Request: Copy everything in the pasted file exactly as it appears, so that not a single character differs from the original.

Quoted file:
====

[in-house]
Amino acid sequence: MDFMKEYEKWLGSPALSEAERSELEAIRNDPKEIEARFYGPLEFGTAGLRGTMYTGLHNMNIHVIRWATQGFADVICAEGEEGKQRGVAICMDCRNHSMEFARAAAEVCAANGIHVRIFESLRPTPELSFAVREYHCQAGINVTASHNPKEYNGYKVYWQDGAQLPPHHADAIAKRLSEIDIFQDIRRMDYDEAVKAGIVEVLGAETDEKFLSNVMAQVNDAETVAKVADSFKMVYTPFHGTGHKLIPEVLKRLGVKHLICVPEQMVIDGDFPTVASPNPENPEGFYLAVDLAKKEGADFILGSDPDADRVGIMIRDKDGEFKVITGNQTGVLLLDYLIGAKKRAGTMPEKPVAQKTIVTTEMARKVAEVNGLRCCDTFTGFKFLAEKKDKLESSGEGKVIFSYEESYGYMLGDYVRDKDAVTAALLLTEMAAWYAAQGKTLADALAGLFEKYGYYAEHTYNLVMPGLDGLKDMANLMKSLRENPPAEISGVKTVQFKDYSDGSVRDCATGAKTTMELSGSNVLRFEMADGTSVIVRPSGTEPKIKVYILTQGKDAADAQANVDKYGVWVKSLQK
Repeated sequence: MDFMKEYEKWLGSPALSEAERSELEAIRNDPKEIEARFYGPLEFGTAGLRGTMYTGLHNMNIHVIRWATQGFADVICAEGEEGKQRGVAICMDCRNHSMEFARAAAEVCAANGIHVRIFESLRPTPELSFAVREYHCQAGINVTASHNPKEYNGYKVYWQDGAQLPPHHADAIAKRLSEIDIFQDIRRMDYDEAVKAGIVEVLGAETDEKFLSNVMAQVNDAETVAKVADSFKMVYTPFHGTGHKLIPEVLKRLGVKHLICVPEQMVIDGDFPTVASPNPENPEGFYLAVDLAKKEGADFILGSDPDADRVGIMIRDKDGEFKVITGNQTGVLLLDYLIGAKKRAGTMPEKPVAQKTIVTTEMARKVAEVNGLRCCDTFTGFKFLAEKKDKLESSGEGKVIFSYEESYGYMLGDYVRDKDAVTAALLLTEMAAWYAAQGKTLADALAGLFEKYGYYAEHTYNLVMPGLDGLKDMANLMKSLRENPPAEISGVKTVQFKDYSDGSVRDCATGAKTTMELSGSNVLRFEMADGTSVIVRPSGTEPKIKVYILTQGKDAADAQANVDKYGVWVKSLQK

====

[in-house]
Amino acid sequence: MDFMKEYEKWLGSPALSEAERSELEAIRNDPKEIEARFYGPLEFGTAGLRGTMYTGLHNMNIHVIRWATQGFADVICAEGEEGKQRGVAICMDCRNHSMEFARAAAEVCAANGIHVRIFESLRPTPELSFAVREYHCQAGINVTASHNPKEYNGYKVYWQDGAQLPPHHADAIAKRLSEIDIFQDIRRMDYDEAVKAGIVEVLGAETDEKFLSNVMAQVNDAETVAKVADSFKMVYTPFHGTGHKLIPEVLKRLGVKHLICVPEQMVIDGDFPTVASPNPENPEGFYLAVDLAKKEGADFILGSDPDADRVGIMIRDKDGEFKVITGNQTGVLLLDYLIGAKKRAGTMPEKPVAQKTIVTTEMARKVAEVNGLRCCDTFTGFKFLAEKKDKLESSGEGKVIFSYEESYGYMLGDYVRDKDAVTAALLLTEMAAWYAAQGKTLADALAGLFEKYGYYAEHTYNLVMPGLDGLKDMANLMKSLRENPPAEISGVKTVQFKDYSDGSVRDCATGAKTTMELSGSNVLRFEMADGTSVIVRPSGTEPKIKVYILTQGKDAADAQANVDKYGVWVKSLQK
Repeated sequence: MDFMKEYEKWLGSPALSEAERSELEAIRNDPKEIEARFYGPLEFGTAGLRGTMYTGLHNMNIHVIRWATQGFADVICAEGEEGKQRGVAICMDCRNHSMEFARAAAEVCAANGIHVRIFESLRPTPELSFAVREYHCQAGINVTASHNPKEYNGYKVYWQDGAQLPPHHADAIAKRLSEIDIFQDIRRMDYDEAVKAGIVEVLGAETDEKFLSNVMAQVNDAETVAKVADSFKMVYTPFHGTGHKLIPEVLKRLGVKHLICVPEQMVIDGDFPTVASPNPENPEGFYLAVDLAKKEGADFILGSDPDADRVGIMIRDKDGEFKVITGNQTGVLLLDYLIGAKKRAGTMPEKPVAQKTIVTTEMARKVAEVNGLRCCDTFTGFKFLAEKKDKLESSGEGKVIFSYEESYGYMLGDYVRDKDAVTAALLLTEMAAWYAAQGKTLADALAGLFEKYGYYAEHTYNLVMPGLDGLKDMANLMKSLRENPPAEISGVKTVQFKDYSDGSVRDCATGAKTTMELSGSNVLRFEMADGTSVIVRPSGTEPKIKVYILTQGKDAADAQANVDKYGVWVKSLQK